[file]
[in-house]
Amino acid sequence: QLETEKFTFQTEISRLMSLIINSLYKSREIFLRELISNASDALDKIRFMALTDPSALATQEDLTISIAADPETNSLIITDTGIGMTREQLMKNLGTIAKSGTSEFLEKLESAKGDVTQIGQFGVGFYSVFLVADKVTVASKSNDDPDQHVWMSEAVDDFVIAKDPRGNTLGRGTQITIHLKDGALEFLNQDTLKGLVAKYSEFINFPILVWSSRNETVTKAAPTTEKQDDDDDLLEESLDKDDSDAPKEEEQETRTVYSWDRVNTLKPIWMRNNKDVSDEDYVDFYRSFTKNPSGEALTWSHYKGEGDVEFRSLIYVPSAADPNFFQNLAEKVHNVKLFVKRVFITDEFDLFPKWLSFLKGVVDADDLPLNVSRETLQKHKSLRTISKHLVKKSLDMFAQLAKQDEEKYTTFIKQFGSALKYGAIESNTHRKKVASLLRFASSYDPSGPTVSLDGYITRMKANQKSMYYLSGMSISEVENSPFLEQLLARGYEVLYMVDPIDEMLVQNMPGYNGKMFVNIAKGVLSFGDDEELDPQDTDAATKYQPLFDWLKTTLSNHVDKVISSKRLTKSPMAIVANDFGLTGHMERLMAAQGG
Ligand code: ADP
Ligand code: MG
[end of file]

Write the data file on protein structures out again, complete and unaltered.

[in-house]
Amino acid sequence: QLETEKFTFQTEISRLMSLIINSLYKSREIFLRELISNASDALDKIRFMALTDPSALATQEDLTISIAADPETNSLIITDTGIGMTREQLMKNLGTIAKSGTSEFLEKLESAKGDVTQIGQFGVGFYSVFLVADKVTVASKSNDDPDQHVWMSEAVDDFVIAKDPRGNTLGRGTQITIHLKDGALEFLNQDTLKGLVAKYSEFINFPILVWSSRNETVTKAAPTTEKQDDDDDLLEESLDKDDSDAPKEEEQETRTVYSWDRVNTLKPIWMRNNKDVSDEDYVDFYRSFTKNPSGEALTWSHYKGEGDVEFRSLIYVPSAADPNFFQNLAEKVHNVKLFVKRVFITDEFDLFPKWLSFLKGVVDADDLPLNVSRETLQKHKSLRTISKHLVKKSLDMFAQLAKQDEEKYTTFIKQFGSALKYGAIESNTHRKKVASLLRFASSYDPSGPTVSLDGYITRMKANQKSMYYLSGMSISEVENSPFLEQLLARGYEVLYMVDPIDEMLVQNMPGYNGKMFVNIAKGVLSFGDDEELDPQDTDAATKYQPLFDWLKTTLSNHVDKVISSKRLTKSPMAIVANDFGLTGHMERLMAAQGG
Ligand code: ADP
Ligand code: MG